For years the phrase “Laughter is the best medicine.” has been said by millions the world over. However, amongst many of the Indigenous populations of the United States, it is more than just a phrase - it is a lifestyle followed by many. Humor is used in multiple ways by Natives in their everyday lives, it is communication, a coping mechanism, a teaching tactic, and much more.

Finding humor in most things is how various Native people communicate with one another, sometimes instead of a “hello” or “hi” the greeting is the telling of joke and the response of joined laughter with one another. There are many scenarios in which people will start off with a joke to get a conversation going or to gain people’s attention and continually use humor throughout speaking. For many Natives, humor is such a vital part of their lives particularly due to the aspect of resiliency within.

Many use humor as a tool to educate and understand both our cultural teachings and the things that our people have endured dating back to 1492. In order for many of us to better process historical trauma or navigate a world full of hurtful stereotypes, we manage and cope through making little jokes such as in the book “Everything You Know About Indians is Wrong” by Paul Chaat Smith. In this book, he discusses the history of Natives in a comical sarcastic tone. Another aspect comedy is utilized within Native communities is that while growing up many of us are teased by family members in a joking way to teach us right from wrong. In the work of Native comedians such as, Adrianne Chalepah, comedy is a way that her audience whether it be Natives or non-Natives can have the ability to use comedy in all three of these facets mentioned. Laughter is medicine within our own homes and communities to help us overcome and be a stronger people together. Native humor has its own complexity to be able to do this and will continue to do exactly this for years to come.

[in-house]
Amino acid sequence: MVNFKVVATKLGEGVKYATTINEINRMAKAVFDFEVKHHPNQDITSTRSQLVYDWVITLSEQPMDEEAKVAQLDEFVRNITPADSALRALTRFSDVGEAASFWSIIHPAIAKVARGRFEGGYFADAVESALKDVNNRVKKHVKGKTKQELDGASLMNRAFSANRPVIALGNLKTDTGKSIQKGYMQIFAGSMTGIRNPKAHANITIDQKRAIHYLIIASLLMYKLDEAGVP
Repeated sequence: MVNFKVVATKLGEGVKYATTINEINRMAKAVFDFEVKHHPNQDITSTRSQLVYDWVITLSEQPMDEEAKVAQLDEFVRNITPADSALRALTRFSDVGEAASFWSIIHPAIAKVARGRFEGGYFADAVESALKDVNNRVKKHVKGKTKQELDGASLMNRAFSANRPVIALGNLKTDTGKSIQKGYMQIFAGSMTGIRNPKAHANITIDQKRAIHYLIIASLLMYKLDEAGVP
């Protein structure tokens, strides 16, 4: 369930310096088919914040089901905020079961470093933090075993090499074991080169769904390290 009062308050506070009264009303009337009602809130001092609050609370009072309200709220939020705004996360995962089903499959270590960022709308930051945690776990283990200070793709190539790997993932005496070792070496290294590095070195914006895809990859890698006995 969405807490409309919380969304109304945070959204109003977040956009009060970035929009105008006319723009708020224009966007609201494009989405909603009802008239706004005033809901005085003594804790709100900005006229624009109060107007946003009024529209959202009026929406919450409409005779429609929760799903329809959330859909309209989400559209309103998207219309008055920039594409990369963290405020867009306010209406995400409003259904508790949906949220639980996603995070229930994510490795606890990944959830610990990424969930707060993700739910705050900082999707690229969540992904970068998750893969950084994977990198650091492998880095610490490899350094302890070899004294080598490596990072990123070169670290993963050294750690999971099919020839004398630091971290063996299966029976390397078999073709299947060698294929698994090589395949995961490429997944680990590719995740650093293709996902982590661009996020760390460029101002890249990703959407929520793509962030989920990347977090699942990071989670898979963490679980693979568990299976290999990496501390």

Join Native American Student Services, to learn more about the use of Native humor and enjoy the talents of Adrianne Chalepah.

February 25, 2020
5:00 PM 
Lindou Auditorium in Michener Library
We will also be sharing appetizers from Tocabe, a Native American eatery, located in Denver, CO.

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